“I feel my work is to let people know the tradition from which I came”
E. Ethelbert Miller talks about loneliness in fatherhood
E. Ethelbert Miller, poet and literary activist, talks about advice that he would give to fathers.
E. Ethelbert Miller, 61, is a poet and a literary activist. A native of South Bronx, he has lived in Washington, D.C. since 1968, he came to the city to attend Howard University.
“I was baptized on the campus,” he said. “ Many writers were speaking or reciting their work here. That was very important to me. It affected my life.”
He remains on the Howard campus, where, since 1974, he has been the director of the African American Resource Center. Mr. Miller is also the former chair of the Humanities Council of Washington, D.C. and a former core faculty member of the Bennington Writing Seminars at Bennington College.
He is the author of nine books, and he has edited four others. Among his books: How We Sleep On The Nights We Don’t Make Love (2004) and The 5th Inning (2009).
But he’s in no hurry to publish his 10th book.
“I have my blog. I can get my work out. I don’t feel the need to write a book. I don’t need a book. There is no rush for me to publish anything.”
Plus, he has too many other things to think about. He has a program scheduled for late January at the University of the District of Columbia where he’ll meet regularly with young scholars.
“I feel my work is to let people know the tradition from which I came,” he said.
Reading from “American Tapestry”
Rachel L. Swarns, a correspondent for the New York Times, in her new book “American Tapestry” brings into focus the First Lady’s black, white, and multiracial forebears, and reveals for the first time the identity of Mrs. Obama’s white great-great-great-grandfather-a man who remained hidden in her lineage for more than a century.
Michelle Obama’s family saga is a remarkable, quintessentially American story — a journey from slavery to the White House in five generations. Yet, until now, little has been reported on the First Lady’s roots. Prodigiously researched, American Tapestry traces the complex and fascinating tale of Michelle Obama’s ancestors.
By Wayne Dawkins, Black Books and Reviews.com
Is it plausible that baby-faced teenager Emmett Till whistled at a white woman in the Jim Crow South and guaranteed his grisly death? Till’s spectacular murder and related stories are in “Shocking the Conscience: A Reporter’s Account of the Civil Rights Movement,” [University Press of Mississippi, April] Simeon Booker’s civil rights era memoir, co-written with wife Carol McCabe Booker.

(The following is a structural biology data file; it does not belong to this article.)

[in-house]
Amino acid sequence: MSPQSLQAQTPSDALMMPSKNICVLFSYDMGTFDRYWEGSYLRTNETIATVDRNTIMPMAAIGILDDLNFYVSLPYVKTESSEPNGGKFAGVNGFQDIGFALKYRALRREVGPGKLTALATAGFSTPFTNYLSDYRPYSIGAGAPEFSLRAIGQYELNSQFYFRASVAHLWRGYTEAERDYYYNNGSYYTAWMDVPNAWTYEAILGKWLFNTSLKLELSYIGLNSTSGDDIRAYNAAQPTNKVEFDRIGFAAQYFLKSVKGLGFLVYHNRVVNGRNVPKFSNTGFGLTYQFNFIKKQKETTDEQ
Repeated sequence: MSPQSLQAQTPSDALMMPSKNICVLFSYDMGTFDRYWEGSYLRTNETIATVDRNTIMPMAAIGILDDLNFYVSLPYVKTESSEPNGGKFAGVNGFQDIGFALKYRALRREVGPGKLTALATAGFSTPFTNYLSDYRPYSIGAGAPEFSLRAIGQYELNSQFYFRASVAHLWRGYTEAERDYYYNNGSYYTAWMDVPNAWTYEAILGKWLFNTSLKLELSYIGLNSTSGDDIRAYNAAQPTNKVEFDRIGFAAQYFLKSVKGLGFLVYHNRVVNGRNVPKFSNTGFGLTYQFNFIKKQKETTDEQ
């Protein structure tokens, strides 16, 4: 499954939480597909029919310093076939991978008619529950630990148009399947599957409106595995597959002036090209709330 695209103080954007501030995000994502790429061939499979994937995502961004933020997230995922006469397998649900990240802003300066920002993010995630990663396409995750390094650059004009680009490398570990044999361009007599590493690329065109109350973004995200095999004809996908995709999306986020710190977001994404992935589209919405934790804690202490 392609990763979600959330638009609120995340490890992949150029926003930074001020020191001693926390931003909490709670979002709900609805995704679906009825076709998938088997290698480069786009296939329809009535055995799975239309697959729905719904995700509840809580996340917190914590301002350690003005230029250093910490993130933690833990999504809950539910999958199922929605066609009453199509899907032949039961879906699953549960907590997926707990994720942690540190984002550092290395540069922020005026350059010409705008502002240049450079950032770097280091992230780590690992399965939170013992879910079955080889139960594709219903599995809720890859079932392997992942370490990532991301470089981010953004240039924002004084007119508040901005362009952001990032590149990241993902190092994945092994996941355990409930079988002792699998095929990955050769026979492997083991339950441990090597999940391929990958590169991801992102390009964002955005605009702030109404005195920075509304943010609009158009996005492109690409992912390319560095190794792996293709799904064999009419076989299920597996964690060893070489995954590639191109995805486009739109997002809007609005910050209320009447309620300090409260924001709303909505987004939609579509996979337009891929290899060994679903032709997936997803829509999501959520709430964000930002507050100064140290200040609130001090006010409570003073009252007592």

Emmett “Bobo” Till, reported Booker, contracted polio but instead of paralysis, the disease marked the boy with a pronounced stutter. With years of practice, Till was able to control his impediment, except when he became nervous. His mother Mamie Till Bradley taught him to calm down by blowing through his pursed lips, which amounted to whistling.
Fast forward now to 1955 when the 14-year-old Chicagoan visited rural Mississippi and he and his cousins went to the store for candy. What were the odds that middle-school age Till whistled out of nervousness or fear – not sass or leering – during that encounter with Carolyn Bryant?
Booker gathered these clues while reporting about the disappearance of Till for Jet magazine. When the boy’s corpse was fished out of a river, it was so disfigured the face resembled an alien creature. Mississippi authorities claimed the body was not the murdered boy, but there was indisputable evidence: on the right hand middle finger was a ring with the initials “L.T.” and the date “May 25, 1943.” The ring belonged to the boy’s late father Louis, a World War II veteran. Read more →
By Tahira Brooks, Black Books and Reviews
Two thousand eleven marked the 50th anniversary of the Freedom Rides, interstate bus trips filled with civil rights activists organized to overturn racial segregation in the Deep South. Their story of courage and commitment has inspired a new generation of social activists who participated in commemorative rides. But who will share the story of African-American history to the generation to come?
Armed with Deserie Johnson’s (aka Sanjo Jendayi) new title, NyAshia’s Freedom Ride, we can all be skillful bearers of history. The main character, 7-year-old NyAshia takes her own Freedom Ride though time. Just as the original Freedom Riders learned that anything possible, so does she. However, NyAshia’s teachers are infinitely gentler, and include Harriet Tubman, Sojourner Truth, Martin Luther King, Jr. & President Barack Obama. More than a bedtime story, the book lays a foundation for a love of history.
No stranger to social activism, author Deserie Johnson is an accomplished D.C.-area spoken word artist whose words speak to gender equality, family, faith and artistry. A mother, grandmother, survivor & motivational speaker, she channels her experiences into creative works for the world. We caught up with Johnson in Largo, Maryland.